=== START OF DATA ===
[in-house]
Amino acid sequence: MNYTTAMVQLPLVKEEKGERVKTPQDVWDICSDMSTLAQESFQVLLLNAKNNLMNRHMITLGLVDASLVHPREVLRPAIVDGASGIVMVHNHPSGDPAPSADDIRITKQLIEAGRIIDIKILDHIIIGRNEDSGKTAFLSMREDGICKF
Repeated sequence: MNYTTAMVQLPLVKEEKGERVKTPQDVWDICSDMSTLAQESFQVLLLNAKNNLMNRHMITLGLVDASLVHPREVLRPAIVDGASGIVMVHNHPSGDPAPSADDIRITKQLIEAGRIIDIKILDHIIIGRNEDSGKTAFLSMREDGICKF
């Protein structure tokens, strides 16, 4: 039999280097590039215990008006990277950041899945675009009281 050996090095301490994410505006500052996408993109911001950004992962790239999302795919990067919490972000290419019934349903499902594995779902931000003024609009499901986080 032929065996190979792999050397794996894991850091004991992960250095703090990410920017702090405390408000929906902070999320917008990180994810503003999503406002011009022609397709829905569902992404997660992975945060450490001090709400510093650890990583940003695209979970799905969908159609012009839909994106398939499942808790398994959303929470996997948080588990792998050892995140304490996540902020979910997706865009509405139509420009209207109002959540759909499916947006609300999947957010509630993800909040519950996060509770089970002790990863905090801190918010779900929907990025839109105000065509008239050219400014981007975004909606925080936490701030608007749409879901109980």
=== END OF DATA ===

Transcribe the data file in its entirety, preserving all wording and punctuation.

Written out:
[in-house]
Amino acid sequence: MNYTTAMVQLPLVKEEKGERVKTPQDVWDICSDMSTLAQESFQVLLLNAKNNLMNRHMITLGLVDASLVHPREVLRPAIVDGASGIVMVHNHPSGDPAPSADDIRITKQLIEAGRIIDIKILDHIIIGRNEDSGKTAFLSMREDGICKF
Repeated sequence: MNYTTAMVQLPLVKEEKGERVKTPQDVWDICSDMSTLAQESFQVLLLNAKNNLMNRHMITLGLVDASLVHPREVLRPAIVDGASGIVMVHNHPSGDPAPSADDIRITKQLIEAGRIIDIKILDHIIIGRNEDSGKTAFLSMREDGICKF
């Protein structure tokens, strides 16, 4: 039999280097590039215990008006990277950041899945675009009281 050996090095301490994410505006500052996408993109911001950004992962790239999302795919990067919490972000290419019934349903499902594995779902931000003024609009499901986080 032929065996190979792999050397794996894991850091004991992960250095703090990410920017702090405390408000929906902070999320917008990180994810503003999503406002011009022609397709829905569902992404997660992975945060450490001090709400510093650890990583940003695209979970799905969908159609012009839909994106398939499942808790398994959303929470996997948080588990792998050892995140304490996540902020979910997706865009509405139509420009209207109002959540759909499916947006609300999947957010509630993800909040519950996060509770089970002790990863905090801190918010779900929907990025839109105000065509008239050219400014981007975004909606925080936490701030608007749409879901109980």